JOHNSON & SCHOLES

Suitability

Is the &OS Bridalwear range a suitable strategic choice?

  • The key aspects of combining quality products at an affordable price complement the current market trend for affordable bridalwear.
  • GRACE’s strategy of combining classic trends, modern twists with a hint to feminity appeal to the target market and provide a stable aesthetic in terms of longevity, due to classic trends remaining a popular wedding style. (Hitched, 2014).
  • Distinctly feminine, minimal and emotive brand ideologies influence a high-end and elegant range, and promotes a strong brand image amongst its new and current competitors.

Feasibility

Does &OS have the resources to pursue the new range?

  • The global expansion of the parent company (H&M Group) and rising profit of 35% in 2015 (Fashionista, 2015), show the H&M Group are currently in a profitable situation which advocates sufficient financial aid to proceed with the investment into GRACE.
  • GRACE will utilise the current facilities operated by the H&M group to design, manufacture and process the product mix to allow simplification of introducing the new range. Considerations must be given to any specialist work such as intricate beading/luxury fabrics which may be advisable to outsource.
  • The pop-up implementation requires a small resource of store staff; 6-8 associates to lead and set-up the store will be sufficient. Staff sourcing can be pulled internally and externally which allows flexibility and enables feasibility.

 

Acceptability

What are the financial and stakeholder aspects to the expansion?

  • A seasonal pop-up sales strategy enables GRACE to operate in the most profitable months, limiting losses in: employment costs, rent, overheads, etc.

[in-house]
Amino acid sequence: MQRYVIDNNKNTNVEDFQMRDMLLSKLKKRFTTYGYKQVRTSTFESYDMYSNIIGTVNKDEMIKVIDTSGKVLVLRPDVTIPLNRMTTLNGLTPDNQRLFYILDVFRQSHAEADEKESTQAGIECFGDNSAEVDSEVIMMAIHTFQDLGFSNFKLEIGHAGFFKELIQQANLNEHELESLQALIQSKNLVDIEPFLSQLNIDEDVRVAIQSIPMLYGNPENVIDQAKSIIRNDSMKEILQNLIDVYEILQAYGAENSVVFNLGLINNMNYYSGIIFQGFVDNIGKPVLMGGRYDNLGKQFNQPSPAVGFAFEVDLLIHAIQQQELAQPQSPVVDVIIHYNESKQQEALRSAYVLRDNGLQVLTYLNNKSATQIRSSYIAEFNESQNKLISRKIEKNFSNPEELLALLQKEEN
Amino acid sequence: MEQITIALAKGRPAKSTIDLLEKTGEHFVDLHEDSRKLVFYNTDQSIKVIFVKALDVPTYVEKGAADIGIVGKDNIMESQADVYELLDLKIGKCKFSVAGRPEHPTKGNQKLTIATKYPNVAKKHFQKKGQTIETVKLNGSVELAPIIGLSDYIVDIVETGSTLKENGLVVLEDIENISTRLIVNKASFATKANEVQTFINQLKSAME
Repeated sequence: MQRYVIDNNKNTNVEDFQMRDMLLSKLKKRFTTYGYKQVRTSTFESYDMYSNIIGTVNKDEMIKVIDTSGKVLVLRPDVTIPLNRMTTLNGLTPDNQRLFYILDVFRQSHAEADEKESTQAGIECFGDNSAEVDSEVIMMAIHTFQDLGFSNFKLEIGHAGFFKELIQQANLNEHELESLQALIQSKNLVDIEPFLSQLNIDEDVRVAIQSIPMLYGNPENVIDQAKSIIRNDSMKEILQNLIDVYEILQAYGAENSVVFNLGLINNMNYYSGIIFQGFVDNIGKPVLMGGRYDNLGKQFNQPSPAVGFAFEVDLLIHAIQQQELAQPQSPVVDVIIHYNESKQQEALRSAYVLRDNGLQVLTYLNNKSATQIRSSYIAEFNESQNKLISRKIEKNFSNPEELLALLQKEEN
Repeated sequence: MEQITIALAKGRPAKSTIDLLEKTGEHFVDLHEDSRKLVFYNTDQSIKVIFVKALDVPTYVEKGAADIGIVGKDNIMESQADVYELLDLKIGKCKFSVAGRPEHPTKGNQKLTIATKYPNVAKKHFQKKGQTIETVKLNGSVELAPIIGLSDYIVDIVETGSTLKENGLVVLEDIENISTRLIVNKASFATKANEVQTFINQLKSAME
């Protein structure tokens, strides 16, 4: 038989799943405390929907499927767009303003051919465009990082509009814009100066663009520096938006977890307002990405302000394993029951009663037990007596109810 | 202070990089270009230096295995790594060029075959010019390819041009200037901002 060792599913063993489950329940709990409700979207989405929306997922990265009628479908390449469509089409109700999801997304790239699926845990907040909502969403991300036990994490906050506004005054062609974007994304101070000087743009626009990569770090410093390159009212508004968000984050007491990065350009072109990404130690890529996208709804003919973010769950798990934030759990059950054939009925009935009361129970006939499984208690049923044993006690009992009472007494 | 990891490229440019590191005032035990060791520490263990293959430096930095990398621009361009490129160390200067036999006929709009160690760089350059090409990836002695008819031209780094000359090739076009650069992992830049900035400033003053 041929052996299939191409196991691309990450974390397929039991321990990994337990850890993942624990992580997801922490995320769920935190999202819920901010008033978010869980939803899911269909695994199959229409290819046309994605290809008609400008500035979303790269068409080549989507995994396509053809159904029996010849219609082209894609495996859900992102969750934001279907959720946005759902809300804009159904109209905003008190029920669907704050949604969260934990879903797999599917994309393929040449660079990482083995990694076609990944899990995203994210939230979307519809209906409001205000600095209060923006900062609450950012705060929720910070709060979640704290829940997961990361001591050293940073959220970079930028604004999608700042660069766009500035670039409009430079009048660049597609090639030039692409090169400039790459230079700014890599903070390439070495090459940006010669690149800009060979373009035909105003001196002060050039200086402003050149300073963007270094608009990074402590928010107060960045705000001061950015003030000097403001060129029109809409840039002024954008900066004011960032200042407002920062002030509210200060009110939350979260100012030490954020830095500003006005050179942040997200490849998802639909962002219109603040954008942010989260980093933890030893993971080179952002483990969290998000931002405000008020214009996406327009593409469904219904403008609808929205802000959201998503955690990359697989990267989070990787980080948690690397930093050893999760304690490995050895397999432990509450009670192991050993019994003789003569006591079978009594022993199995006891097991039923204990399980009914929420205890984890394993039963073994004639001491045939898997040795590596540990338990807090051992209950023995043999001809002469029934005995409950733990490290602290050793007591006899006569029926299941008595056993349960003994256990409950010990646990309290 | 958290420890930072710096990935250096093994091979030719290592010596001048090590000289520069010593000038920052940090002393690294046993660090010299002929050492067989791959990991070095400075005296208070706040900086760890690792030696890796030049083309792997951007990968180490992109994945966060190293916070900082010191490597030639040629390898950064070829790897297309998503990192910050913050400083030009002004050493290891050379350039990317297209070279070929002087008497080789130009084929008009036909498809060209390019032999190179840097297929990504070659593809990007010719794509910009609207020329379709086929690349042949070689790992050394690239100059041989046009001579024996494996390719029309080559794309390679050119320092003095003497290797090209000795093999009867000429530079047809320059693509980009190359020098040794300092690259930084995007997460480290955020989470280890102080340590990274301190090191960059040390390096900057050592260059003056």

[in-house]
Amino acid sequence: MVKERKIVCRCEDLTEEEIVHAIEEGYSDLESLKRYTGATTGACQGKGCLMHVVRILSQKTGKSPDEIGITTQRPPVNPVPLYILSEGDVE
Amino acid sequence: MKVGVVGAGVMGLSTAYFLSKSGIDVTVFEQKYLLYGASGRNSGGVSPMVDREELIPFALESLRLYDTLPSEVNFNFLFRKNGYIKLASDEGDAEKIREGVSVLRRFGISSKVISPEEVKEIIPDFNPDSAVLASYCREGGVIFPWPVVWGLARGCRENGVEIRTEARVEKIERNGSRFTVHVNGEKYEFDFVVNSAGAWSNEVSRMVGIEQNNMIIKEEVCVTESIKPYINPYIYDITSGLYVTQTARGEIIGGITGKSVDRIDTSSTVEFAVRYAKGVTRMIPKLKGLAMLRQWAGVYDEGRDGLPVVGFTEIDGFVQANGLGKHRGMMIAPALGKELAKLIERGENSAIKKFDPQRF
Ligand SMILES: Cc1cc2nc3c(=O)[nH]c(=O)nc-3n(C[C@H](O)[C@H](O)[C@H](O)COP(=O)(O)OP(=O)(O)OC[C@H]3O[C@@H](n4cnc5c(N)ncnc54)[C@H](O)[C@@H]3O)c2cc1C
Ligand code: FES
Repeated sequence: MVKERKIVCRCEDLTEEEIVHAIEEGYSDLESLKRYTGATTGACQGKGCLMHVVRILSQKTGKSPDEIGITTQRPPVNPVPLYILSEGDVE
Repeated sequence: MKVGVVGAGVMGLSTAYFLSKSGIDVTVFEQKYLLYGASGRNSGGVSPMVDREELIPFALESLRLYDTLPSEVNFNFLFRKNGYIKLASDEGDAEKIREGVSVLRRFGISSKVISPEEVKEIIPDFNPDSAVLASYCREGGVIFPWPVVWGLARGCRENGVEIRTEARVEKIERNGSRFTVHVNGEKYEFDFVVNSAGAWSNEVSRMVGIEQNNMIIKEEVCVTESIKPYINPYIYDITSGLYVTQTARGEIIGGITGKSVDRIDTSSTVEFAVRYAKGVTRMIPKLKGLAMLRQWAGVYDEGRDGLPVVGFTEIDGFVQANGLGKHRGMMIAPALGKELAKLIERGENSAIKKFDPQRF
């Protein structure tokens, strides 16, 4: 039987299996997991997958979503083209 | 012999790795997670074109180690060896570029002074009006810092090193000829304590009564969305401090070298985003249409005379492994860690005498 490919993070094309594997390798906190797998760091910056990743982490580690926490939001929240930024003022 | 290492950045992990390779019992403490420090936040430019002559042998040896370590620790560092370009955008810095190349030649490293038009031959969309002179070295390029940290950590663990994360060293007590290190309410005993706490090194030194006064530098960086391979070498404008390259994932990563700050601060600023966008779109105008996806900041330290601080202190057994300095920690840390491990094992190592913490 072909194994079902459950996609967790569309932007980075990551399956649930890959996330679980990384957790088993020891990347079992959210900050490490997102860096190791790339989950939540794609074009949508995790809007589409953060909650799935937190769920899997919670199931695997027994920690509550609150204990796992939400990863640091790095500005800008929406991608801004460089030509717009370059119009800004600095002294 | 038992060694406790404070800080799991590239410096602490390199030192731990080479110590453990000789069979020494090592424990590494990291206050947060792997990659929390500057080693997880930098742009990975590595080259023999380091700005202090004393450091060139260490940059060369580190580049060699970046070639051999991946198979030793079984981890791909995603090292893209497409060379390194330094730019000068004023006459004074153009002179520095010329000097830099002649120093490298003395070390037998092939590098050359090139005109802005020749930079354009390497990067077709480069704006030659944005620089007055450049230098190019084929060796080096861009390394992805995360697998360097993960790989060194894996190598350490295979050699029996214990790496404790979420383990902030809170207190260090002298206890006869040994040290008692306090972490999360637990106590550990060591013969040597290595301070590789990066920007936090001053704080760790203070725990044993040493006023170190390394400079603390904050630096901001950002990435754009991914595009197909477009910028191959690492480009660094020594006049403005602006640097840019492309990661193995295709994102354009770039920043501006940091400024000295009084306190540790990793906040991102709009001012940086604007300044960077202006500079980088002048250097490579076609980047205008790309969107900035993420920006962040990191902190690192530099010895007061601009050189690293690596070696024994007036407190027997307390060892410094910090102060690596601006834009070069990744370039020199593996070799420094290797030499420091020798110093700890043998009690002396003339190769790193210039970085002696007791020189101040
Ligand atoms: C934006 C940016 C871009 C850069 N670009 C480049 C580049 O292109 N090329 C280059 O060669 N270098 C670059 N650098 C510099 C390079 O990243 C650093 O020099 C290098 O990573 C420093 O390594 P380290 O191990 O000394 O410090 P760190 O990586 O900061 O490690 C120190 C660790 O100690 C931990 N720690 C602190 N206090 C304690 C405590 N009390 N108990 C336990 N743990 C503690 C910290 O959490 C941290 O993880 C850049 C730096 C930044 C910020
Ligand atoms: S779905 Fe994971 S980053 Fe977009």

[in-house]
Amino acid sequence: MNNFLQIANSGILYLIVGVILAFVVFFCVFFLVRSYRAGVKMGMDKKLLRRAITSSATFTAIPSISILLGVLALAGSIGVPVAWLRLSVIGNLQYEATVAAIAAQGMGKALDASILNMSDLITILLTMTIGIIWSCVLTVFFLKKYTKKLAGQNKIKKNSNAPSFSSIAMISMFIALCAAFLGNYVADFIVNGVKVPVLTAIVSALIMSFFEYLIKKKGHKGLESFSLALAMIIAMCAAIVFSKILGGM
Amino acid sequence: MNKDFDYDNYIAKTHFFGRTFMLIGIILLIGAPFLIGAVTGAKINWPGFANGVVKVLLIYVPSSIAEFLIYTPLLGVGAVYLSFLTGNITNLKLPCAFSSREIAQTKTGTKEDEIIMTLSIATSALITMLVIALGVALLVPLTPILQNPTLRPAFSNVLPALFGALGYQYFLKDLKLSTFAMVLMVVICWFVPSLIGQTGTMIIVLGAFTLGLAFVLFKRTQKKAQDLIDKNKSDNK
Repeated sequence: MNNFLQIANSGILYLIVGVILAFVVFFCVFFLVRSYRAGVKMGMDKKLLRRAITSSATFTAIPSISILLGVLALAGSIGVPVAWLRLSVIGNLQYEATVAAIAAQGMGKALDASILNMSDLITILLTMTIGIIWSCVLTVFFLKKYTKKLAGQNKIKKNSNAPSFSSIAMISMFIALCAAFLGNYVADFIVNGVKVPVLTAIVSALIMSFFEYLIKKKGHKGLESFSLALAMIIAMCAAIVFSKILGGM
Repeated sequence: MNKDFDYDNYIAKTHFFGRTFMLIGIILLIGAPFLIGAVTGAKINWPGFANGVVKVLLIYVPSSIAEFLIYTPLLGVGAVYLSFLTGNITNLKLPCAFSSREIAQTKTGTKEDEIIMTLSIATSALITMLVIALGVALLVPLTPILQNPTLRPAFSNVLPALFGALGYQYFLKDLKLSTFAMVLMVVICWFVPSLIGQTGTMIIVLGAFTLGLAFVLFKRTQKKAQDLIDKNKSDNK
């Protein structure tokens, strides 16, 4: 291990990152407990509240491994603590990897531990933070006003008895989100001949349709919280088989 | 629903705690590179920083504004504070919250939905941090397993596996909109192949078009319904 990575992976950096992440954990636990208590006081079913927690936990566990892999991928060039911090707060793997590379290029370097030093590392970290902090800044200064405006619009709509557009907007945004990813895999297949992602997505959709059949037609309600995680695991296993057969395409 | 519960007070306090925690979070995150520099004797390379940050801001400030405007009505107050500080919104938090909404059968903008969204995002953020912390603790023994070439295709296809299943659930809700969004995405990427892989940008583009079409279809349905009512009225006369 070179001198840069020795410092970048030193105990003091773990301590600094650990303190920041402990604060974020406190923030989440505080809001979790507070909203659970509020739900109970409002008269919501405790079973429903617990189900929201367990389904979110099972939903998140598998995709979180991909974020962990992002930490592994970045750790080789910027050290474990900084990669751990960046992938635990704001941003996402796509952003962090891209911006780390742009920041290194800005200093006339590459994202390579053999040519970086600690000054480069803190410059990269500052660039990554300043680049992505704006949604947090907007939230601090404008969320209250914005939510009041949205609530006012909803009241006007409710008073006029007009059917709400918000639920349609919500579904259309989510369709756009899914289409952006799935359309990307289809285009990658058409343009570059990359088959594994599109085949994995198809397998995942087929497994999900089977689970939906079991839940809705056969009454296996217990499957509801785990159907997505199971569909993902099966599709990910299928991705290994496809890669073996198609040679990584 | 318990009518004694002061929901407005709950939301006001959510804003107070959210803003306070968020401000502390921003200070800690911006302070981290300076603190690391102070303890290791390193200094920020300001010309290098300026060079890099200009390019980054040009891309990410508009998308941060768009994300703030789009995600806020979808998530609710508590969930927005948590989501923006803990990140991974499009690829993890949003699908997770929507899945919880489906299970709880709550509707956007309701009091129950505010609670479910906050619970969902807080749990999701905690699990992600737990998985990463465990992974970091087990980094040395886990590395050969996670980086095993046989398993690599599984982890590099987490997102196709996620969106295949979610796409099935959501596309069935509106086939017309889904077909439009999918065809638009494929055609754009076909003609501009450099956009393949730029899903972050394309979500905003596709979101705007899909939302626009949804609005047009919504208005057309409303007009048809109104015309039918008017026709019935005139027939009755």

• Introducing GRACE through pop-ups allows the brand to a trial period before any full commitment to any permanent brick and mortar stores. The strategy is realtively risk-free, without high investment costs, the brand is able to reduce risk of failure and limiting wasted expenditure.
  • Using current manufacturing plants to create the new products and outsourcing more specific processes is a cautious and safeguarded approach to implementing the new range without requiring significant financial input.

 

References

Drapers. (2017). & Other Stories to open in Banana Republic’s Covent Garden store. (Online). Available at: https://www.drapersonline.com/news/-other-stories-to-open-in-banana-republics-covent-garden-store/7018589.article?blocktitle=Latest-News&contentID=15719 (Accessed: 16 February 2017).

Edwards, J. (2017). High street brands that sell wedding dresses. (Online). Available at: http://www.cosmopolitan.co.uk/fashion/style/g4924/high-street-brands-that-sell-wedding-dresses/ (Accessed: 16 February 2017).

Fashionista. (2015). COS and & Other Stories are picking up the pace on store expansion. (Online). Available at: http://fashionista.com/2015/03/cos-other-stories-store-openings (Accessed: 16 February 2017).

Financial Times. (2016). RBC highlights UK retail threats after Brexit vote. (Online). Available at: https://www.ft.com/content/6c84cfdb-70a9-32c3-8c18-9fb8bd77098e (Accessed: 10 February 2017).

Global Industry Analysts. (2015). MCP-1033: Bridal wear – a global strategic business report. (Online). Available at: http://www.strategyr.com/pressMCP-1033.asp. (Accessed 10 February 2017).

IBIS World. (2012). Bridal stores in the UK: Market research. (Online). Available at: https://www.ibisworld.co.uk/market-research/bridal-stores.html (Accessed: 9 February 2017).

Wu, T. (2010). Strategic choice – Johnson and Scholes suitability, feasibility and acceptability model. (Online). Available at: http://www.tolobranca.nl/wp-content/uploads/2015/08/SFA-Matrix-learning_strategic_choice.pdf (Accessed: 16 February 2017).

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